Slide whistle Both Aerophone
Snare drum Unpitched Membranophone
Steel pan Pitched Idiophone Also known as steel drum
Surdo Unpitched
Tabla Pitched Membranophone See pitched percussion instruments easily mistaken for unpitched
Tambora Unpitched Membranophone
Tamborim Unpitched
Tambourine Unpitched Membranophone But the headless tambourine is an idiophone
Tambour Unpitched
Tan-tan Unpitched
Taxi horn Unpitched
Temple block Both Idiophone [3][5]
Timbal Unpitched
Timbales Unpitched Membranophone
Tonbak Unpitched Persian, also known as tombak, donbak and dombak, and as Tombakh Naar in Kashmir
Thunder machine Unpitched Idiophone
Thundersheet Unpitched Idiophone
Tom-tom drum Unpitched Membranophone
Triangle Both Idiophone
Tubular bells Pitched Idiophone
Timpani Pitched Membranophone
Vibraphone Pitched Idiophone
Vibraslap Unpitched
Whip Unpitched Idiophone Also known as slapstick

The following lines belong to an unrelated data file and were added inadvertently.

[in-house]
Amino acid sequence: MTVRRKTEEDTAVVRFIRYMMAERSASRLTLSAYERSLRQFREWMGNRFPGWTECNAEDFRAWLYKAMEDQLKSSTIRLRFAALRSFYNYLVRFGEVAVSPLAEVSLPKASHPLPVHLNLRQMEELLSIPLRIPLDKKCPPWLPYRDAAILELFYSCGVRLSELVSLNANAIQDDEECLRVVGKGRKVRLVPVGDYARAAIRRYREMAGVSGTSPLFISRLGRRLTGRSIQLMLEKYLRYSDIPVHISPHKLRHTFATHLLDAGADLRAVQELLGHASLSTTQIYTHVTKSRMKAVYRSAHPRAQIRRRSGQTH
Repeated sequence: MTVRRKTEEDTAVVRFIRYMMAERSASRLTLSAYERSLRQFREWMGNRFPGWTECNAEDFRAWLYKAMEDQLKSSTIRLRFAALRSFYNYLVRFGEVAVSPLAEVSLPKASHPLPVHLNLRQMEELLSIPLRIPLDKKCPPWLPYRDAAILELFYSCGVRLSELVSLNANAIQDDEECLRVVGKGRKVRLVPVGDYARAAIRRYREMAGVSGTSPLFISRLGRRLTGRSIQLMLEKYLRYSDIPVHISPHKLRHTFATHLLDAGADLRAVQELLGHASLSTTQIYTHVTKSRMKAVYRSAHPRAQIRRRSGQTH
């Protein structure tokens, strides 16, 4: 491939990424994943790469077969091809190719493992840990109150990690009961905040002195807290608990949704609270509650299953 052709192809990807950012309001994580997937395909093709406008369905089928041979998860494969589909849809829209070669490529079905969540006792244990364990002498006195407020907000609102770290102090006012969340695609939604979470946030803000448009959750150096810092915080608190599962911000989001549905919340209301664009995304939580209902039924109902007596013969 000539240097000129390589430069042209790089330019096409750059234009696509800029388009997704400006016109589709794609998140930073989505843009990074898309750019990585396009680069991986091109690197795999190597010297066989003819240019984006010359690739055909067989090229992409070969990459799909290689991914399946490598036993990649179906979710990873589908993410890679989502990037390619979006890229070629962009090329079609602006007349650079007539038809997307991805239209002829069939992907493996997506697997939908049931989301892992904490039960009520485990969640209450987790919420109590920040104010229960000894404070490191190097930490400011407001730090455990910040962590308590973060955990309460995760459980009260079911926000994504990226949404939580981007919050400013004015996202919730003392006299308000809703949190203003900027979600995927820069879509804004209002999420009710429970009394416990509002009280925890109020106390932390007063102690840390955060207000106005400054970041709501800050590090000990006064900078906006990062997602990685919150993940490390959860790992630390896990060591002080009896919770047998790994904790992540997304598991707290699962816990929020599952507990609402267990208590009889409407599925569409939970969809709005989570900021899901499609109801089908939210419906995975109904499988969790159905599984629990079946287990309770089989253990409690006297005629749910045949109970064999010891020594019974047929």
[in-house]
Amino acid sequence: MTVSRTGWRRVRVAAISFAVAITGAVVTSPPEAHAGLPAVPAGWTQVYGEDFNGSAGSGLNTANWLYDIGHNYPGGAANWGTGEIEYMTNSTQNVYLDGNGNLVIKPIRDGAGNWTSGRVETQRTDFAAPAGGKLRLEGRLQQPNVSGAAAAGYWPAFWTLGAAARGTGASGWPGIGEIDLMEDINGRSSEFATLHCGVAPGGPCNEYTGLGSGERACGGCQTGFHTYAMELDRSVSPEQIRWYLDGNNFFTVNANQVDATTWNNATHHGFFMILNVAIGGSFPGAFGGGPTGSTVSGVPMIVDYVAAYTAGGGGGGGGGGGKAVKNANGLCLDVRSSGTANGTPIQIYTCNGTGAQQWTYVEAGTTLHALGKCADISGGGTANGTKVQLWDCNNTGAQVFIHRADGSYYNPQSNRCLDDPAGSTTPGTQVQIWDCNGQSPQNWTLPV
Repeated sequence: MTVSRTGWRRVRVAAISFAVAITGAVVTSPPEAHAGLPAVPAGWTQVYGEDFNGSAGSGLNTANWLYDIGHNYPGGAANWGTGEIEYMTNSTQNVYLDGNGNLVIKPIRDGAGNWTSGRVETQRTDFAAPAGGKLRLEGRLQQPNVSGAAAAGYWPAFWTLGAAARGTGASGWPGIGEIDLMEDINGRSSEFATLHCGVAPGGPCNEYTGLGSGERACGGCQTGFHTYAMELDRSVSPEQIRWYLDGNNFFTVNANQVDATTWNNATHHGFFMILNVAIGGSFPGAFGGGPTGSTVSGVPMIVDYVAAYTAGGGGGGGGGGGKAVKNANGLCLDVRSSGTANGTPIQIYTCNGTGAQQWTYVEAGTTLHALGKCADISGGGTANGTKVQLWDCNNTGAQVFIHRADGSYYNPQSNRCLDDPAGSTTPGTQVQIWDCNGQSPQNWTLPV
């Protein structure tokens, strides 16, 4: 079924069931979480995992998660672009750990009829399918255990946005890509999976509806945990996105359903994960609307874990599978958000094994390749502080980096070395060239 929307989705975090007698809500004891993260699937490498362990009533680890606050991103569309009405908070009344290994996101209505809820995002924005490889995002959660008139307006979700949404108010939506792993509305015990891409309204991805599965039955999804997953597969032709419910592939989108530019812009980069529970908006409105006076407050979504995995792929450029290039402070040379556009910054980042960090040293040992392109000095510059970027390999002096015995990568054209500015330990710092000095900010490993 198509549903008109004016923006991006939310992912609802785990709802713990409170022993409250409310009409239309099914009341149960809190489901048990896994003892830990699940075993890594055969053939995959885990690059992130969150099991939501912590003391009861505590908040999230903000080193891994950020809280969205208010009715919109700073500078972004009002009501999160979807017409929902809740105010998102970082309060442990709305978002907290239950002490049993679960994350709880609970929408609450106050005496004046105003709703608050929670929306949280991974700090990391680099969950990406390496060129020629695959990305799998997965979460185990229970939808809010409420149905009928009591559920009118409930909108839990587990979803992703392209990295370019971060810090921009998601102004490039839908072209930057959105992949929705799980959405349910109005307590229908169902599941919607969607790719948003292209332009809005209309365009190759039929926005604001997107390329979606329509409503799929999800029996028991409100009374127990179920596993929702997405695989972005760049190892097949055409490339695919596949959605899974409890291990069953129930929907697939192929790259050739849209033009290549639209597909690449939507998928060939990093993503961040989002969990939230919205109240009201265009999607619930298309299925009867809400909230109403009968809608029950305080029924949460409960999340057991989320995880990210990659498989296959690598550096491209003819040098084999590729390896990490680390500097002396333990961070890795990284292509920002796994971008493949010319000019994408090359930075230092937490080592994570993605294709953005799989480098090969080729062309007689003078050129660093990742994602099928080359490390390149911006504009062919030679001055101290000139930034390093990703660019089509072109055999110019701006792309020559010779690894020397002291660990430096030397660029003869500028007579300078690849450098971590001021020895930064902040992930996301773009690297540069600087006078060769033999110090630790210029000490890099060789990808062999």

Whistle Unpitched Aerophone
Wind chime Unpitched Idiophone Borderline as pitched or unpitched, as a melody can sometimes be perceived
Wind machine Unpitched
Wood block Unpitched Idiophone
Xylophone Pitched Idiophone
Xylorimba Pitched
Zabumba Unpitched
Zill Unpitched Idiophone Also known as finger cymbal

See also

Top level articles

Subgroups of percussion instruments


Only the more significant subcategories are shown.


  1. ^ retrieved March 13, 2012: The tubes are carefully whittled and cut by a master craftsperson to produce certain notes when the bamboo frame is shaken or tapped.
  2. ^ retrieved March 13, 2012: Although treated as a member of the percussion section in orchestral terms, the celesta is played by a pianist, the part being normally written on two bracketed staves.
  3. ^ a b retrieved 13 March 2012 There are lots of tuned percussion instruments. Among the most common are the xylophone, marimba, the glockenspiel, the cowbells and the temple blocks. Other suthorities cited here however say that temple blocks are not considered pitched nstruments.
  4. ^ retrieved 16 March 2012
  5. ^ retrieved 13 March 2012: Although temple blocks are not considered pitched nstruments, they can produce discernable pitches, and some temple blocks are actually tuned to the pentatonic scale. Other authorities cited here however say that temple blocks are tuned percussion.